Severance Music Center
America's Most Beautiful Concert Hall
Regarded by many music-lovers as one of the world's most beautiful concert halls, Severance opened in 1931 as the home of The Cleveland Orchestra. Today, the main concert hall is known as the Jack, Joseph and Morton Mandel Concert Hall.
Severance serves as the home of The Cleveland Orchestra for concerts, rehearsals, and administration. The building is also rented by a variety of local organizations and private citizens for performances, meetings, and gala events.
For a virtual tour of Severance Music Center and some deeper historical context, visit our interactive Google Arts & Culture page.
Directions & Parking
Severance is located on the campus of Case Western Reserve University in University Circle, about 4 miles east of Downtown Cleveland, at the corner of Euclid Avenue and East Boulevard.
The most convenient parking option is Case Western Reserve University's (CWRU) Campus Center Garage. The garage is located directly adjacent to Severance off East Blvd., and provides stair and elevator access to the hall.
Pre-paid parking can be acquired at the point of purchase when you reserve your tickets for a concert online or over the phone. If you decide to reserve parking after purchasing tickets for a concert, passes are also available through most concert pages and/or by calling the Ticket Office.
Availability for pre-paid parking fluctuates from concert-to-concert.
Accessible Parking is available in the Campus Center Garage on a first-come, first-served basis for vehicles bearing valid DMV accessible parking placards or license.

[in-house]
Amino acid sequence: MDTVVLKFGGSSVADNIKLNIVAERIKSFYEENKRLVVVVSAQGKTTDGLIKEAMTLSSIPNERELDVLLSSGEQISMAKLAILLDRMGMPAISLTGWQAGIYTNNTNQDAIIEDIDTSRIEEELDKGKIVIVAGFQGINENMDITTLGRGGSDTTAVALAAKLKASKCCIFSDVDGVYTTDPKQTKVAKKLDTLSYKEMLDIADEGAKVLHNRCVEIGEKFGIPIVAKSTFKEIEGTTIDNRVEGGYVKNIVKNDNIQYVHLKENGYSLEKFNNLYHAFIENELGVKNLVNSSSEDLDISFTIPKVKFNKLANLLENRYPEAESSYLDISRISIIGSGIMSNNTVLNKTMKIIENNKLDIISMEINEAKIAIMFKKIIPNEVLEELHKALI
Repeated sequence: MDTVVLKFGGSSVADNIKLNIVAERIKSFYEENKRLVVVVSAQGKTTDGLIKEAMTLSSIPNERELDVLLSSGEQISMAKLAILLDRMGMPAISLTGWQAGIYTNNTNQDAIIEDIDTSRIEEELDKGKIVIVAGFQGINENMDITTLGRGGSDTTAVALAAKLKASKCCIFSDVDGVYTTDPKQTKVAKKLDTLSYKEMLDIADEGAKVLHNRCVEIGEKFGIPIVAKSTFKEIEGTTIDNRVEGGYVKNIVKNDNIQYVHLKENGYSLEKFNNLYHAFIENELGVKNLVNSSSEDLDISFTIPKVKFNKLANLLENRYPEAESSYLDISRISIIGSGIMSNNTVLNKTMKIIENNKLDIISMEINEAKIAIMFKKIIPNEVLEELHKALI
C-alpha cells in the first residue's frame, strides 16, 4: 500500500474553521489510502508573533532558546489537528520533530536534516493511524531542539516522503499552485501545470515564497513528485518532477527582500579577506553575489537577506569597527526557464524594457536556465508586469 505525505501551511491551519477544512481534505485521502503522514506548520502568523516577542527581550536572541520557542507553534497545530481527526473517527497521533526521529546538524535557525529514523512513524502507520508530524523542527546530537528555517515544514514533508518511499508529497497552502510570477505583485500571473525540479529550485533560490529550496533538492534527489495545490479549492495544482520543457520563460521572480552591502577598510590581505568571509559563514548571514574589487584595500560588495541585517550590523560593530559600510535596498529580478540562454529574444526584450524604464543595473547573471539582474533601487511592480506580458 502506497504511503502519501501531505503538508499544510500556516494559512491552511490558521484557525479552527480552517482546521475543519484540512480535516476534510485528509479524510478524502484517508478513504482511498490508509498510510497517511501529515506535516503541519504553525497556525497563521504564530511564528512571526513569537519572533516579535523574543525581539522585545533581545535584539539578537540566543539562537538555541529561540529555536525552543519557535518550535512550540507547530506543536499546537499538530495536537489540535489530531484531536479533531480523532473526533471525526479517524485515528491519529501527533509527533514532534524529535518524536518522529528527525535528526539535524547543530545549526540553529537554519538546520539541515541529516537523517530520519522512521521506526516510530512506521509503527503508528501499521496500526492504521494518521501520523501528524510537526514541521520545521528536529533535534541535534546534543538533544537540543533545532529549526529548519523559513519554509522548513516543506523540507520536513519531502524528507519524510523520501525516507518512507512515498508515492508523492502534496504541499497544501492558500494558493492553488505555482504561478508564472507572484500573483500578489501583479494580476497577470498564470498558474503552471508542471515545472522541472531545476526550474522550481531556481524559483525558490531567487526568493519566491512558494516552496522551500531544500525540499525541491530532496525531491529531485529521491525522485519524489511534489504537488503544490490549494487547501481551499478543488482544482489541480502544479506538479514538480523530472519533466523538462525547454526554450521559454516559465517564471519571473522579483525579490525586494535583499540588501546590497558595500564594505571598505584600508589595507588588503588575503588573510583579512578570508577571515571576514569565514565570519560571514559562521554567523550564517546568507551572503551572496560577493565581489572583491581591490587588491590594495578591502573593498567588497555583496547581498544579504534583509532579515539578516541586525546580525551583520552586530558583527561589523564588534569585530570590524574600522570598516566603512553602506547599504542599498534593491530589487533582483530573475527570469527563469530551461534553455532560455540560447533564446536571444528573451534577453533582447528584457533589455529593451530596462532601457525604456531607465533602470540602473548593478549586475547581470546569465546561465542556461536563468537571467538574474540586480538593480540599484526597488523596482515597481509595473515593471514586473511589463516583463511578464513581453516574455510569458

Garage staff can direct you to those parking areas as well as van-accessible parking spaces. Prepaid parking is not required but still recommended to ensure a spot in the garage.
Additional event parking is available in the Case Western Reserve University Lot 1 off Euclid Ave. across from Severance; at the University Circle Lot 13A on Adelbert Road; and at the Cleveland Botanical Garden parking garage on East Blvd.
Rentals & Private Booking
Rent a space at Severance for your wedding, party, or corporate event.
From the gilded splendor of the Bogomolny-Kozerefski Grand Foyer and the Jack, Joseph and Morton Mandel Concert Hall, to the intimate atmosphere of our Taplin-First Energy Suite and Reinberger Chamber Hall, the fine details of meetings, conferences, galas, and events are enhanced by our impeccable service and attention to detail.
In addition to singular events, Severance offers the perfect space to entertain concert attendees for before and/or after concerts.Learn More
Design & History
The building’s architectural significance has been recognized by local and national preservation societies, including the Cleveland Landmarks Commission and the National Register of Historic Places, and Severance is a recipient of the Honor Award by the National Trust for Historic Preservation.
Designed by the Cleveland architectural firm Walker & Weeks, the building is named for John L. Severance and his wife, Elisabeth, who initially pledged $1 million for its construction. Elisabeth died unexpectedly early in the design process, and John Severance made additional contributions toward the building in her memory.
A $36-million restoration and expansion of Severance was completed in January 2000. The two-year Renovation Project was undertaken to restore the hall's original detailing, expand its patron amenities and services, retain and enhance its legendary acoustics, and to update its performance and support spaces to once again provide a state-of-the-art home for the Orchestra. The highest goal of the project, designed by David M. Schwarz Architectural Services of Washington D.C., was the preservation of Severance's acclaimed beauty and architectural integrity.
On September 30, 2021, it was announced that the main performance space would be named the Jack, Joseph and Morton Mandel Concert Hall, in recognition of the historic $50-million grant from the Cleveland-based Jack, Joseph and Morton Mandel Foundation. Learn more about this historic grant and its impact, here.